India’s ECM momentum looks set to resume after a slow start to the year thanks to a combination of robust economic growth, structural reforms and government sell-downs.
Indian equities have had a rough start to the year in line with other global stock markets, fraying investor nerves after an upbeat 2015, but fundamentals still point to another strong performance over the next few months.
India’s ECM clocked its highest deal volume since 2010 last year, at US$20bn, and early estimates indicate that transactions totalling US$15bn–$20bn may get done this year, thanks to continued economic reforms and consumer-led growth.
“The volatility in January has unnerved the thought process but has not dampened the long term outlook,” Atul Mehra, managing director and co-CEO at JM Financial.
Mehra says sectors tied to domestic consumption – services, consumer goods, healthcare, auto components and some infrastructure segments – will continue to do well.
“India is still one of the rare growing emerging economies. That should work to its advantage,” a local ECM banker said.
Still, external factors will be calling the shots in the short term, foremost among them Chinese economic growth and US monetary policy.
Although the US Federal Reserve is not expected to raise rates in a hurry, the threat of outflows from emerging markets including India is weighing on sentiment.
Similarly, market participants are unable to fully gauge future Chinese economic policy and its likely impact over the rest of Asia.
A Mumbai-based fund manager said the weakness in the secondary markets will put pressure on local mutual funds, the main market movers in 2015. Data from the Securities and Exchange Board of India shows that equity mutual funds recorded inflows of Rs670bn (US$9.8bn) from April to December last year.
Meanwhile, according to data from the National Securities Depository, foreign institutional investors sold shares for a net Rs145bn in the first six weeks of 2016 compared with net purchases of Rs178bn for the whole of 2015.
“Even if there are no serious redemptions, at least the new mutual fund launches will be fewer. In fact we are struggling to come up with new theme-based funds,” said the fund manager.
Most of the buying for IPOs and share sales in 2015 came from local mutual funds and institutions and this could slow down unless they are able to raise sufficient funds from investors.
For this reason, the fund manager anticipates that ECM volume will be lower than the US$15bn–$20bn estimate.
Decent IPO pipeline
Despite the recent market sell-off, the economic outlook remains robust. “With the revival in infrastructure creation activities, removal of supply-side bottlenecks and decline in interest rates, the urban demand could pick up and the rural economy could get a boost, pushing the corporate earnings higher in the next two to five quarters,” HDFC Bank said in a research report.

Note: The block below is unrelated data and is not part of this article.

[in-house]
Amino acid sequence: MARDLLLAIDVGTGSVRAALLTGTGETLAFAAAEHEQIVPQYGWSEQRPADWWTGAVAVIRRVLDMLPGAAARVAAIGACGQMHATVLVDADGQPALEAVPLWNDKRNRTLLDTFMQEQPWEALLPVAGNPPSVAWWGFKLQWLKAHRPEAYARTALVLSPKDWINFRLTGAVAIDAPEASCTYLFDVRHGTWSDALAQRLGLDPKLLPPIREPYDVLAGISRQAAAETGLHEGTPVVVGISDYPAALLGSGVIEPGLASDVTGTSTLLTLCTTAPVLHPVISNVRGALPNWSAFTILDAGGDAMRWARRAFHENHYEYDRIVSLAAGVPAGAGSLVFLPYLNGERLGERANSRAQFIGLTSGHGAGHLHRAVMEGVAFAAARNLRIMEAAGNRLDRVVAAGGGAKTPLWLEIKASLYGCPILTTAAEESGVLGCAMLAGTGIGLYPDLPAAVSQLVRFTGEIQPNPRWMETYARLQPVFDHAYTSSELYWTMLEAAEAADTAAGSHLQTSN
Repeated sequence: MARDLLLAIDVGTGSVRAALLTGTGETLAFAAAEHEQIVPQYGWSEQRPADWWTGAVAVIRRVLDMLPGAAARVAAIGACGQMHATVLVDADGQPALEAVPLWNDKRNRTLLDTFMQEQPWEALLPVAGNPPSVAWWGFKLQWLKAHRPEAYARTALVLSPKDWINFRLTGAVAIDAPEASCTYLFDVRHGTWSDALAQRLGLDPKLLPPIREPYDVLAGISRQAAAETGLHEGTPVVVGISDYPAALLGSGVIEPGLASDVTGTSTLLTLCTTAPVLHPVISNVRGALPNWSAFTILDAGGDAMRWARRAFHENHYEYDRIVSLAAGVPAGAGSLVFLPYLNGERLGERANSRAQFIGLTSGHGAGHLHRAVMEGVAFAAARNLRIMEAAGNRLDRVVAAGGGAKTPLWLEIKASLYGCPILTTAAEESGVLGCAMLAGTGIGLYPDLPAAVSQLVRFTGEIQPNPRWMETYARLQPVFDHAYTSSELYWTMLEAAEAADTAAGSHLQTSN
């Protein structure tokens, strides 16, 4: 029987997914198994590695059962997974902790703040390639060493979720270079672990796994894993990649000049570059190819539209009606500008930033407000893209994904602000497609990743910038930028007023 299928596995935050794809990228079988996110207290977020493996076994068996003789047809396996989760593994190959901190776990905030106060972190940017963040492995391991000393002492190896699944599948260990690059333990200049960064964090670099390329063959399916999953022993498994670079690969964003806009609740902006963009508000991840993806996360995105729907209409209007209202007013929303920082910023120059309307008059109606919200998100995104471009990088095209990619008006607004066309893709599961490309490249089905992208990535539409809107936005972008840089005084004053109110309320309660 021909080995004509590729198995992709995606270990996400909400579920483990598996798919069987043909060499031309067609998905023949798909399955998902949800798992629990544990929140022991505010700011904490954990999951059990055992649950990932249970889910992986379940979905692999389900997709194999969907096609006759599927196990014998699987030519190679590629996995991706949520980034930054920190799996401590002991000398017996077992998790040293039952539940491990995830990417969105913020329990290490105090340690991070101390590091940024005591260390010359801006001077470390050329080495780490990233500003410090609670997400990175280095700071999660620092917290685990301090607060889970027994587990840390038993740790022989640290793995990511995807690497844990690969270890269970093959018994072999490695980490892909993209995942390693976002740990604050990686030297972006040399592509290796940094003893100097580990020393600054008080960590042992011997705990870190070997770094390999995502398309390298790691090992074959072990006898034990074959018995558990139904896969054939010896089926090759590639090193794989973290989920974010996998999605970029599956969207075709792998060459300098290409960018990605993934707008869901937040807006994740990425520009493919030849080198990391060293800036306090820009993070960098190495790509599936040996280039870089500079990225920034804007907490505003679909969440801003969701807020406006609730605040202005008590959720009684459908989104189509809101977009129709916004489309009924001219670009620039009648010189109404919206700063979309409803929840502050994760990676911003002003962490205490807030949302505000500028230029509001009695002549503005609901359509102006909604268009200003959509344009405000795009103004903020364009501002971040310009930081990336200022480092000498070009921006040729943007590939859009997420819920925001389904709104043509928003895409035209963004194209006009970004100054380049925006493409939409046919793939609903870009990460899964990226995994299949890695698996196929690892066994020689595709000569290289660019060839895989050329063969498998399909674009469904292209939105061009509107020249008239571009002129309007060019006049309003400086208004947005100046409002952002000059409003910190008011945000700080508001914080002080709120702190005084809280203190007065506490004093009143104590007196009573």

“FII flows are expected to come back in India in 2016 due to strong macro economic factors, upbeat multilateral agencies that expect India GDP to outperform and the government’s focus on reform announcement to drive the economic growth higher,” HDFC said.
The IPO pipeline looks decent, although many issuers have not confirmed launch dates yet. Mehra said the primary market activity will be led by private equity divestment in companies.
L&T Infotech is expected to launch a US$300m float in March. The other large IPO to watch out for in the first half of the year is PNB Housing Finance, which is planning a US$385m IPO in April.
Equitas Holdings’ US$200m, Infibeam’s US$71m, GVR Infra Projects’ US$80m, Matrimony.com’s US$100m and Parag Dairy’s US$135m are the other likely floats in the first half.
In the second half, likely applicants include International Tractors (US$200m), Mahanagar Gas (US$150m), Hinduja Leyland Finance (US$100m), Thyrocare (US$82m), Quess (US$60m), Paranjape Schemes (US$95m), VLCC Healthcare (US$91m) and Cooper India (US$60m).
The Indian government is also returning to the IPO market following National Building’s Rs1.3bn listing in 2012.
The Department of Disinvestment recently invited bids from banks to manage the Cochin Shipyard IPO which is estimated at Rs12bn. State-owned Pawan Hans has hired SBI Capital to advise it on a prospective IPO. However, both these floats are not likely to happen immediately if the government’s past record is any indication.
Although the average size of the IPOs is expected to remain in the US$80m–$150m range, bankers are hopeful that some of the private insurance companies will at least start work on their mega listings. HDFC Life is currently in the process of hiring banks and SBI Life is expected to follow suit. Bankers said both IPOs will exceed US$1bn.
Vodafone is also expected to list its Indian business through a US$2bn local IPO, with preliminary work due to start this year.
Although lower oil prices have relieved the pressure on the fiscal deficit, privatisations are still on the cards.
The government plans to sell a 5% stake in Container Corporation for a maximum Rs12bn in March. Shares are also likely to be sold in Bharat Electronics, Coal India and NTPC during the rest of the calendar year.
Privatisation proceeds have fallen well below target in the fiscal year ending on March 31. So far Rs133bn were raised from the sale of shares in state-owned companies against a target of Rs410bn.
Several companies are thought to be planning qualified institutional placements, but visibility remains poor. “There are enough good names available at attractive discounts in the market. Managements are in no position to drive prices. This market will have meaningful activity only in the second half,” the ECM banker said.
IDBI Bank, Union Bank, Yes Bank, Cadila, Jubilant Lifesciences, Pipavav Defence and PC Jeweller are among the companies that are planning QIPs.
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